Phil Smith's Reviews > The Lord of the Rings

The Lord of the Rings by J.R.R. Tolkien
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M_50x66
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Feb 24, 08

Recommended for: Fantasy fans, people with a fondness for language.

** spoiler alert **

I'm still a bit ambiguous about The Lord of the Rings. On the one hand, it's set in a very detailed universe, without so much as an atom out of place (apart from Tom Bombadil, who was meant to be an anomaly). Everything's thought through in exhaustive detail and there is a terrific sense of time and place about the whole thing. On the other hand, it's long. I could almost say it's overlong, but then my version of this book is an enormous one-volume paperback and that could easily influence my opinion. Although it's an exaggeration to say that Tolkien will spend a page describing a rock, there are times when that exaggeration doesn't seem all that drastic.


The books have plenty of high points. The encounters with the Ringwraiths, Saruman, Gríma and Gollum are among my favourites. The Fellowship's arduous journey through Moria is very dear to this old dungeon-crawler's heart. But at the same time there's stuff that makes me cringe.


The religious imagery might not be immediately obvious, but once you're clued into it (lembas wafers / Eucharist, Gandalf's resurrection, Gandalf calling on Théoden to cast aside his stick) it does grate a little. This might be my own personal prejudice getting in the way again, though: don't let that put you off.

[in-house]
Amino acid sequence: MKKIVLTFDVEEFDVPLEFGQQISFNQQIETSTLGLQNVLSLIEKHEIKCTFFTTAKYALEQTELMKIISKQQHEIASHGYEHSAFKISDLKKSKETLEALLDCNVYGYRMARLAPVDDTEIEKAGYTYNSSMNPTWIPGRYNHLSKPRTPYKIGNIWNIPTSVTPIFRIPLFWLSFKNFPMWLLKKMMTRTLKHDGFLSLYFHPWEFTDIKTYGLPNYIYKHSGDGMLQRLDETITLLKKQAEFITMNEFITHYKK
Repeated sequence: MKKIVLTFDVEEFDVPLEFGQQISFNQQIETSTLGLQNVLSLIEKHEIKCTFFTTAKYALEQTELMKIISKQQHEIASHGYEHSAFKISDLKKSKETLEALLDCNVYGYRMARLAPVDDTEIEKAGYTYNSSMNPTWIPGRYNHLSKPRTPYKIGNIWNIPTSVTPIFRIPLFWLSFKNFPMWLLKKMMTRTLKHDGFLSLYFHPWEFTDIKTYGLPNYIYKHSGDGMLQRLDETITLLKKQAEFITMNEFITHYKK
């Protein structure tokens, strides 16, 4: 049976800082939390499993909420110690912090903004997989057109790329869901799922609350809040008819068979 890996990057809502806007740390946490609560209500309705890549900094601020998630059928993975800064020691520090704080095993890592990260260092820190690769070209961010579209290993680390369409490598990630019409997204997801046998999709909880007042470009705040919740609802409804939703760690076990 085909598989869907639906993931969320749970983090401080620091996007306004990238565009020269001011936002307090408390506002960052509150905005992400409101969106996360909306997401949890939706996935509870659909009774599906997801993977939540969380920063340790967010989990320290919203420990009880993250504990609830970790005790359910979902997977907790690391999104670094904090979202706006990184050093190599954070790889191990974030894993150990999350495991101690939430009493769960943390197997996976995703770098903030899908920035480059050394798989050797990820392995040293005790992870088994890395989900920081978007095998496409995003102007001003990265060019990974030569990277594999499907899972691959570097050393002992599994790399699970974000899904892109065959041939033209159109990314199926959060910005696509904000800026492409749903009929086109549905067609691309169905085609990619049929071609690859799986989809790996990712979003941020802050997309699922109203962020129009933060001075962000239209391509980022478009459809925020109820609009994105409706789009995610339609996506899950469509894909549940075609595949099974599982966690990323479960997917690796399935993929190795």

Similarly, the hobbits themselves aren't really to my liking. Don't get me wrong, I like the bits of characterisation that Frodo, Merry, Pippin, Ted Sandyman and arguably Gollum get, but the rest of them? What was it Moorcock said? The only good hobbit is a roast hobbit. I'm inclined to agree. With a few brush strokes, most of them are painted as stereotypical stolid yokels who 'don't hold with wearing ironmongery, whether it wears well or no'. It's a nice line, but it's so cheesy that I could grate it up and serve it on a baked potato.


All the same, it's not a bad read. Tolkien was determined to get his vision across, took his time, and tied up all the loose ends he could. He was a man very much in love with language. It shows. Pace yourself and you may well find something to enjoy.


If you haven't the patience, though, pick up the 1981 BBC Radio adaptation. It's wonderfully acted and the late Michael Hordern is the definitive Gandalf. I'd rate it over the movies any day.

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